If this trend continues, what impact could it have on the next-generation workforce? Is foreign language an important work skill?
If the trend continues, it will have devastating effects on our workforce for generations. The demand for language skills is greater than it’s ever been before — and it is only getting bigger. We see increasing demand for multiple languages across sectors regardless of size of the business. What might be most surprising is the fact that, referring back to that same 2019 ACTFL study, US employers are almost twice as likely to deploy their language capacity domestically than internationally, with 97% using these skills to some extent domestically and only 54% overseas.
In other words, it’s a myth that you only need to learn a language if you’re planning to work abroad; language skills are needed to boost our workforce here at home.
Secretary of State Mike Pompeo recently penned an op-ed for Newsweek in which he talks about the importance of foreign-language proficiency. In it he says that Congress should pass legislation that would create college-tuition vouchers for language study. What do you think of this idea and what other ways can we make language study more accessible?
I’m pleased to see the secretary of state expressing his support for language proficiency and study. While details of a college tuition voucher-like system for language study are murky (would they divert funds intended for public use?), I think it’s wonderful that the State Department has created a website to bring together information on the language programs it offers, like the Critical Languages Scholarship, the National Security Language Initiative for Youth and Fulbright Foreign Language Teaching Assistants.
I do think, however, there are many other ways to make language study more accessible. To start, we need more language teachers across the US — recent data points to a teacher deficit in 44 states and the District of Columbia. Having less qualified teachers available allows schools and districts to cut programs, resulting in less access for students. Research shows that 40% to 50% percent of teachers leave within five years of their first teaching job, so ensuring new teachers have access to mentoring, professional development and professional learning communities is critical.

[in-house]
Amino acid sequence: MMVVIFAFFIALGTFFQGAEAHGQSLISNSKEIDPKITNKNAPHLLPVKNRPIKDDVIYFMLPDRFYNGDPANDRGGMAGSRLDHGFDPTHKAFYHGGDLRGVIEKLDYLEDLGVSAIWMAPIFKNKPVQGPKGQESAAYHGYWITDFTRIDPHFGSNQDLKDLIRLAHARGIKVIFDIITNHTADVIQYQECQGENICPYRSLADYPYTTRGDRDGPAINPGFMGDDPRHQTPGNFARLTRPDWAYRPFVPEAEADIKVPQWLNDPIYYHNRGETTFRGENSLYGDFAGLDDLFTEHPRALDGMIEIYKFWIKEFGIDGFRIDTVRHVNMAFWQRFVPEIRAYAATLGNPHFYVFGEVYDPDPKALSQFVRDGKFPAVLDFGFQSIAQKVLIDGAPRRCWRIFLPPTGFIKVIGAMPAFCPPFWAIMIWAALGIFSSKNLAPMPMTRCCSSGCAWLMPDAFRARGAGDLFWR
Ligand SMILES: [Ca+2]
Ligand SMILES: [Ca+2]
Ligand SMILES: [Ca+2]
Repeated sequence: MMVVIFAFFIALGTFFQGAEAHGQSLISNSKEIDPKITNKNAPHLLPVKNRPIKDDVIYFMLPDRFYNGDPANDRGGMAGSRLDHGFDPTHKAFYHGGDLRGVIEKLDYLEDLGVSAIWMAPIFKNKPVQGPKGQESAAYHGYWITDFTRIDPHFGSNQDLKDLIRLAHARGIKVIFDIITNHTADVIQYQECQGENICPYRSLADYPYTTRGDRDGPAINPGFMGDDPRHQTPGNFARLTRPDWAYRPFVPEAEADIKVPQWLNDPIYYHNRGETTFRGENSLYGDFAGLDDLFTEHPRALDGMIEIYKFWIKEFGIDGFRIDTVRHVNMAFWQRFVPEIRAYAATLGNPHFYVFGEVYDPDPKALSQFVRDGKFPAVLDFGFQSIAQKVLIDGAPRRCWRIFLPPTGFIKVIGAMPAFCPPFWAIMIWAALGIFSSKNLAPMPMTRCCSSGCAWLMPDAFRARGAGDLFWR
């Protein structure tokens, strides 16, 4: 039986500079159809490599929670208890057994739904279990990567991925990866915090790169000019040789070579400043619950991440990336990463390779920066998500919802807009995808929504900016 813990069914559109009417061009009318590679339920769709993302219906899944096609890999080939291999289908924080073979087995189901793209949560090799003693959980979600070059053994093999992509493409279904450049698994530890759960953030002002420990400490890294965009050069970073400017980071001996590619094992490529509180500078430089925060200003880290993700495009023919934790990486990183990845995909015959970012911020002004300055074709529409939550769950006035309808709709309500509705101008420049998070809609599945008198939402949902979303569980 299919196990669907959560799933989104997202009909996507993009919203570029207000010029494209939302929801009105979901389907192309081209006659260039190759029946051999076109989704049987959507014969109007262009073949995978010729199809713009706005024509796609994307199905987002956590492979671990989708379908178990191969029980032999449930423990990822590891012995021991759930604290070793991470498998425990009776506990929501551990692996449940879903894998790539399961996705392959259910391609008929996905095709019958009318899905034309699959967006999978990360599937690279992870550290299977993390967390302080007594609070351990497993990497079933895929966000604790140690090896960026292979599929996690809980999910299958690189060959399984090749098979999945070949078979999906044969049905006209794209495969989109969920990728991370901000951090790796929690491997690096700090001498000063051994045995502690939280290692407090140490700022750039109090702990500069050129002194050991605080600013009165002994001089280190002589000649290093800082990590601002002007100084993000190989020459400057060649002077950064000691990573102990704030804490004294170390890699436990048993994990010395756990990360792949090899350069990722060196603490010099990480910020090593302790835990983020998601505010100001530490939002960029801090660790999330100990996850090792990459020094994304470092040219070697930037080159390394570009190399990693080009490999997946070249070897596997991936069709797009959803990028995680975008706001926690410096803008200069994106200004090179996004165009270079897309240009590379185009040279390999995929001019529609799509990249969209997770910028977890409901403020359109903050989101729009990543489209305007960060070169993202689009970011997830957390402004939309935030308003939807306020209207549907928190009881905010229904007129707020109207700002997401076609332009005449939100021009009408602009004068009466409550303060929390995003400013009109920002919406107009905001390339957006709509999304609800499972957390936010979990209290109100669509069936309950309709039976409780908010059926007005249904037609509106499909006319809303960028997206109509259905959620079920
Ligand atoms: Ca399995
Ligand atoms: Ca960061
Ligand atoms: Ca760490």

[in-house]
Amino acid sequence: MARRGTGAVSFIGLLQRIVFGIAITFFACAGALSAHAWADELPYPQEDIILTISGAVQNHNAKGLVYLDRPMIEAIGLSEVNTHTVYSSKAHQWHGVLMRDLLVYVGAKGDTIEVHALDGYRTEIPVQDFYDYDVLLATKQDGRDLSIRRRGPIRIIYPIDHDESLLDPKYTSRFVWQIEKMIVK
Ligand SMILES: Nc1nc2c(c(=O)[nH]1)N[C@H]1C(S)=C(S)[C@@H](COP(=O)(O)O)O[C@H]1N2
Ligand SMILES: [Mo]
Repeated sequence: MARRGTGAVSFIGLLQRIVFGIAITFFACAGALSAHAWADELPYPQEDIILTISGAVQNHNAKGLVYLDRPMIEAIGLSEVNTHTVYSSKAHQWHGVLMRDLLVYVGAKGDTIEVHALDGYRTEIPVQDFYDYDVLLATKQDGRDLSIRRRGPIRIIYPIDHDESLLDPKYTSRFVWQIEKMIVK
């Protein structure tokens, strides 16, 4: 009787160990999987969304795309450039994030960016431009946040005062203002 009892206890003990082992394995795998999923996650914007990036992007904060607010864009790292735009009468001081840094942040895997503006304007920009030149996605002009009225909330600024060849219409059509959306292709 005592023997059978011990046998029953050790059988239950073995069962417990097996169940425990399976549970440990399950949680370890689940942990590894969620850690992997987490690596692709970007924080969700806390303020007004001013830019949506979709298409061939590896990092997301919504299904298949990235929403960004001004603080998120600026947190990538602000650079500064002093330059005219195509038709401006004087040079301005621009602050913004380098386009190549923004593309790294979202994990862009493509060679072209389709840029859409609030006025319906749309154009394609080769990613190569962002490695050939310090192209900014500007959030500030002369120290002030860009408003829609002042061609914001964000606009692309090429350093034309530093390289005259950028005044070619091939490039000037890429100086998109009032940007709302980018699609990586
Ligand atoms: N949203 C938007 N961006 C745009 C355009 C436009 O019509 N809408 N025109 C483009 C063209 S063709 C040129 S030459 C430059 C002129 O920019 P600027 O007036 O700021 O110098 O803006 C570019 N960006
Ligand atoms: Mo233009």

So, if we have more teachers, we solve the problem? Not entirely. This is also an issue of equity and access. While the effectiveness of language teaching and learning has reached levels not seen before, enrollments in the US are uneven, especially for BIPOC, heritage, English-language learners, and students in inner cities and rural communities. This means investing in things like technology (devices and internet) and professionally translated materials for families whose first language isn’t English, for example. In the COVID-19 era, this is even more critical and should be addressed in Congressional stimulus.
Foreign language instruction does not usually begin in school until high school. Should we start earlier?